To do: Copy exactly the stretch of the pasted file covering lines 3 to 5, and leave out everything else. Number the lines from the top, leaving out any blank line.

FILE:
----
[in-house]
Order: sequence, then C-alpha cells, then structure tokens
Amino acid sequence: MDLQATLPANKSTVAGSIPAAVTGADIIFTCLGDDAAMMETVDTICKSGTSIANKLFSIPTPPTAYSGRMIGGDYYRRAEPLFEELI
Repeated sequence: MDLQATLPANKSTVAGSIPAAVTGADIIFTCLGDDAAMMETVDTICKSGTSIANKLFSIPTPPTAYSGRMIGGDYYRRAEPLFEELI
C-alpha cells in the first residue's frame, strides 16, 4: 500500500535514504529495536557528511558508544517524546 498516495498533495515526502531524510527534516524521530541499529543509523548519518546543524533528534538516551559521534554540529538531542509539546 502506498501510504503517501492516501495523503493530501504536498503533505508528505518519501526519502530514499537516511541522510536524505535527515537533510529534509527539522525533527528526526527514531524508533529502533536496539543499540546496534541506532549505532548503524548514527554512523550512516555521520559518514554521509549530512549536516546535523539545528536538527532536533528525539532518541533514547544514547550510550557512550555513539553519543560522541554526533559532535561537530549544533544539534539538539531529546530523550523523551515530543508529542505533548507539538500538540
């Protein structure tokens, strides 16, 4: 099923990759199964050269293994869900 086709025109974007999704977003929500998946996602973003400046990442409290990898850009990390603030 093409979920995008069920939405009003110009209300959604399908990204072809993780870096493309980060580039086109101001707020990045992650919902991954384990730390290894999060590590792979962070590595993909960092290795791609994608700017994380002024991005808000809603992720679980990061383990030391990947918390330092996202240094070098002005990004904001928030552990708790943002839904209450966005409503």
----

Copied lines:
Amino acid sequence: MDLQATLPANKSTVAGSIPAAVTGADIIFTCLGDDAAMMETVDTICKSGTSIANKLFSIPTPPTAYSGRMIGGDYYRRAEPLFEELI
Repeated sequence: MDLQATLPANKSTVAGSIPAAVTGADIIFTCLGDDAAMMETVDTICKSGTSIANKLFSIPTPPTAYSGRMIGGDYYRRAEPLFEELI
C-alpha cells in the first residue's frame, strides 16, 4: 500500500535514504529495536557528511558508544517524546 498516495498533495515526502531524510527534516524521530541499529543509523548519518546543524533528534538516551559521534554540529538531542509539546 502506498501510504503517501492516501495523503493530501504536498503533505508528505518519501526519502530514499537516511541522510536524505535527515537533510529534509527539522525533527528526526527514531524508533529502533536496539543499540546496534541506532549505532548503524548514527554512523550512516555521520559518514554521509549530512549536516546535523539545528536538527532536533528525539532518541533514547544514547550510550557512550555513539553519543560522541554526533559532535561537530549544533544539534539538539531529546530523550523523551515530543508529542505533548507539538500538540